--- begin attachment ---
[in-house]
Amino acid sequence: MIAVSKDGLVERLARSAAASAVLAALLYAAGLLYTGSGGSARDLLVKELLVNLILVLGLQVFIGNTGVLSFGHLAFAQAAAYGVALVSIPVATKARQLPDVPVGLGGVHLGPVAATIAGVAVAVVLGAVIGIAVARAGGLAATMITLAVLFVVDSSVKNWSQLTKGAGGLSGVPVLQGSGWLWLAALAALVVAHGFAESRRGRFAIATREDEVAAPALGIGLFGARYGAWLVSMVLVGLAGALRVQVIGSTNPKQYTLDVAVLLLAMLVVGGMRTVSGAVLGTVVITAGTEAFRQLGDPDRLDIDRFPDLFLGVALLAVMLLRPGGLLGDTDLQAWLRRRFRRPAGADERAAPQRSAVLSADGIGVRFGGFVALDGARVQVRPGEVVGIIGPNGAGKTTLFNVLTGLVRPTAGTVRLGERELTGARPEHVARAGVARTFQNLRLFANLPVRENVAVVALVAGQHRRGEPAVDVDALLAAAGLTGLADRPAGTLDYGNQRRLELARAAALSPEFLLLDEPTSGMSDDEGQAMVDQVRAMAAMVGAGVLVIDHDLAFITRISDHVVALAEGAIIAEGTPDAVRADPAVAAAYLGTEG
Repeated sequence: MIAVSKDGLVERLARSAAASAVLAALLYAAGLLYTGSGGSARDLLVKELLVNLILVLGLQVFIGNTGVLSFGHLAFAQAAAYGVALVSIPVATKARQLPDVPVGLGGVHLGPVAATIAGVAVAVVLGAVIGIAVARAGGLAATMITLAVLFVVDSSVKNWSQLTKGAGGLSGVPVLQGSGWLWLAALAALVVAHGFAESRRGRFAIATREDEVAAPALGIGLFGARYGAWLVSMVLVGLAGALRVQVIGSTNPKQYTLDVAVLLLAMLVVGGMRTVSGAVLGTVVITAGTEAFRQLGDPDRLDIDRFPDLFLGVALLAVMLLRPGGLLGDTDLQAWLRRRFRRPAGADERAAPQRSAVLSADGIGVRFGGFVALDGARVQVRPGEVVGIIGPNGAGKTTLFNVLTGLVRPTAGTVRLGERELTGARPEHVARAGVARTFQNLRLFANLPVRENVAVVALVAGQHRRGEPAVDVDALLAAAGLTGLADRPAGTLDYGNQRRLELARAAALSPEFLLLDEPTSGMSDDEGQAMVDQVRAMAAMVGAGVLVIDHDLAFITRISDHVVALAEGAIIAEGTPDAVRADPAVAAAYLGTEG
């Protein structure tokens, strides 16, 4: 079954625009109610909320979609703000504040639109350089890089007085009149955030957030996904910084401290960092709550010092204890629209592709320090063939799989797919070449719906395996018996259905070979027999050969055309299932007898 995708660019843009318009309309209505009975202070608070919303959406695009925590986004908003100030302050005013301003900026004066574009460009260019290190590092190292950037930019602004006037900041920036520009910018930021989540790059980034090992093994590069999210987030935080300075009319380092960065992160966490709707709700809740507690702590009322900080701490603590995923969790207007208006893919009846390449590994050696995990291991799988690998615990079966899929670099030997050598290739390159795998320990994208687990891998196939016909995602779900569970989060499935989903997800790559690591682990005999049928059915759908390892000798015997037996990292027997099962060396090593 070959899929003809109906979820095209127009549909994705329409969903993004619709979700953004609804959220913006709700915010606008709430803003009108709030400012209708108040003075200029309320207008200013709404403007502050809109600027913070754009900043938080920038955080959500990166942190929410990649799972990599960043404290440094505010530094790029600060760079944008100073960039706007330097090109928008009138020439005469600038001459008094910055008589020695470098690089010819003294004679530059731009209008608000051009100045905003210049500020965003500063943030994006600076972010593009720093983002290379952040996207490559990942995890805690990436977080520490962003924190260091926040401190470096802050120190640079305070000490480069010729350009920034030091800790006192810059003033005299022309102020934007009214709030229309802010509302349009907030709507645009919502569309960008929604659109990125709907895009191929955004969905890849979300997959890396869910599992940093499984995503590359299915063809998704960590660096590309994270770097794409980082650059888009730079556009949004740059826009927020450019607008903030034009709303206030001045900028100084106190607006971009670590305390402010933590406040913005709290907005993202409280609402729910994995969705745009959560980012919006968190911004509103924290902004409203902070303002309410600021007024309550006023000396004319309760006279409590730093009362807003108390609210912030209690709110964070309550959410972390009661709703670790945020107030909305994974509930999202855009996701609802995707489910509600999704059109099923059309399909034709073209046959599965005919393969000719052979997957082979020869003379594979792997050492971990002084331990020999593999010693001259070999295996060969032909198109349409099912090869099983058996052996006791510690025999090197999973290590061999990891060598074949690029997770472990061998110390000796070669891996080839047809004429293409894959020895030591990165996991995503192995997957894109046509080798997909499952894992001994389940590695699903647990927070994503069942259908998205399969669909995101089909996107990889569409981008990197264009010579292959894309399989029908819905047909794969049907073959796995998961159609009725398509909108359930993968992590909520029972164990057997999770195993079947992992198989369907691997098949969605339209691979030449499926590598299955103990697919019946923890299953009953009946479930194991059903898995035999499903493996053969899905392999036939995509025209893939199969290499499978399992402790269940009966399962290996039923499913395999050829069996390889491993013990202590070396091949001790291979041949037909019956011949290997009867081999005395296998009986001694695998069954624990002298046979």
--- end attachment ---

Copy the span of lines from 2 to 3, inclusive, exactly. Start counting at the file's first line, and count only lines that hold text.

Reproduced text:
Amino acid sequence: MIAVSKDGLVERLARSAAASAVLAALLYAAGLLYTGSGGSARDLLVKELLVNLILVLGLQVFIGNTGVLSFGHLAFAQAAAYGVALVSIPVATKARQLPDVPVGLGGVHLGPVAATIAGVAVAVVLGAVIGIAVARAGGLAATMITLAVLFVVDSSVKNWSQLTKGAGGLSGVPVLQGSGWLWLAALAALVVAHGFAESRRGRFAIATREDEVAAPALGIGLFGARYGAWLVSMVLVGLAGALRVQVIGSTNPKQYTLDVAVLLLAMLVVGGMRTVSGAVLGTVVITAGTEAFRQLGDPDRLDIDRFPDLFLGVALLAVMLLRPGGLLGDTDLQAWLRRRFRRPAGADERAAPQRSAVLSADGIGVRFGGFVALDGARVQVRPGEVVGIIGPNGAGKTTLFNVLTGLVRPTAGTVRLGERELTGARPEHVARAGVARTFQNLRLFANLPVRENVAVVALVAGQHRRGEPAVDVDALLAAAGLTGLADRPAGTLDYGNQRRLELARAAALSPEFLLLDEPTSGMSDDEGQAMVDQVRAMAAMVGAGVLVIDHDLAFITRISDHVVALAEGAIIAEGTPDAVRADPAVAAAYLGTEG
Repeated sequence: MIAVSKDGLVERLARSAAASAVLAALLYAAGLLYTGSGGSARDLLVKELLVNLILVLGLQVFIGNTGVLSFGHLAFAQAAAYGVALVSIPVATKARQLPDVPVGLGGVHLGPVAATIAGVAVAVVLGAVIGIAVARAGGLAATMITLAVLFVVDSSVKNWSQLTKGAGGLSGVPVLQGSGWLWLAALAALVVAHGFAESRRGRFAIATREDEVAAPALGIGLFGARYGAWLVSMVLVGLAGALRVQVIGSTNPKQYTLDVAVLLLAMLVVGGMRTVSGAVLGTVVITAGTEAFRQLGDPDRLDIDRFPDLFLGVALLAVMLLRPGGLLGDTDLQAWLRRRFRRPAGADERAAPQRSAVLSADGIGVRFGGFVALDGARVQVRPGEVVGIIGPNGAGKTTLFNVLTGLVRPTAGTVRLGERELTGARPEHVARAGVARTFQNLRLFANLPVRENVAVVALVAGQHRRGEPAVDVDALLAAAGLTGLADRPAGTLDYGNQRRLELARAAALSPEFLLLDEPTSGMSDDEGQAMVDQVRAMAAMVGAGVLVIDHDLAFITRISDHVVALAEGAIIAEGTPDAVRADPAVAAAYLGTEG